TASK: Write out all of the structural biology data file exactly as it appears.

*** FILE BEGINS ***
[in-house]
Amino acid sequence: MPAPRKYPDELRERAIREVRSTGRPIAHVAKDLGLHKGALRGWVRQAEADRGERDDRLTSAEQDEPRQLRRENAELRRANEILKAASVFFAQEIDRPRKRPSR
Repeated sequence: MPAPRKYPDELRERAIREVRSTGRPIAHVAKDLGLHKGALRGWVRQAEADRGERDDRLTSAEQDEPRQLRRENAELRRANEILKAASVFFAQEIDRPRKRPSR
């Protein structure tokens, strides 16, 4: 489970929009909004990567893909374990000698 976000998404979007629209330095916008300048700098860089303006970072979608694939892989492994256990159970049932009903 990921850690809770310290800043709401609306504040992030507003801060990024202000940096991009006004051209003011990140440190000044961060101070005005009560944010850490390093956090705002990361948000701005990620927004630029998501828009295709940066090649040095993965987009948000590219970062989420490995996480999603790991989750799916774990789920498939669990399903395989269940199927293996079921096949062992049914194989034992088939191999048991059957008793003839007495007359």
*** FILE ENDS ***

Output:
[in-house]
Amino acid sequence: MPAPRKYPDELRERAIREVRSTGRPIAHVAKDLGLHKGALRGWVRQAEADRGERDDRLTSAEQDEPRQLRRENAELRRANEILKAASVFFAQEIDRPRKRPSR
Repeated sequence: MPAPRKYPDELRERAIREVRSTGRPIAHVAKDLGLHKGALRGWVRQAEADRGERDDRLTSAEQDEPRQLRRENAELRRANEILKAASVFFAQEIDRPRKRPSR
């Protein structure tokens, strides 16, 4: 489970929009909004990567893909374990000698 976000998404979007629209330095916008300048700098860089303006970072979608694939892989492994256990159970049932009903 990921850690809770310290800043709401609306504040992030507003801060990024202000940096991009006004051209003011990140440190000044961060101070005005009560944010850490390093956090705002990361948000701005990620927004630029998501828009295709940066090649040095993965987009948000590219970062989420490995996480999603790991989750799916774990789920498939669990399903395989269940199927293996079921096949062992049914194989034992088939191999048991059957008793003839007495007359």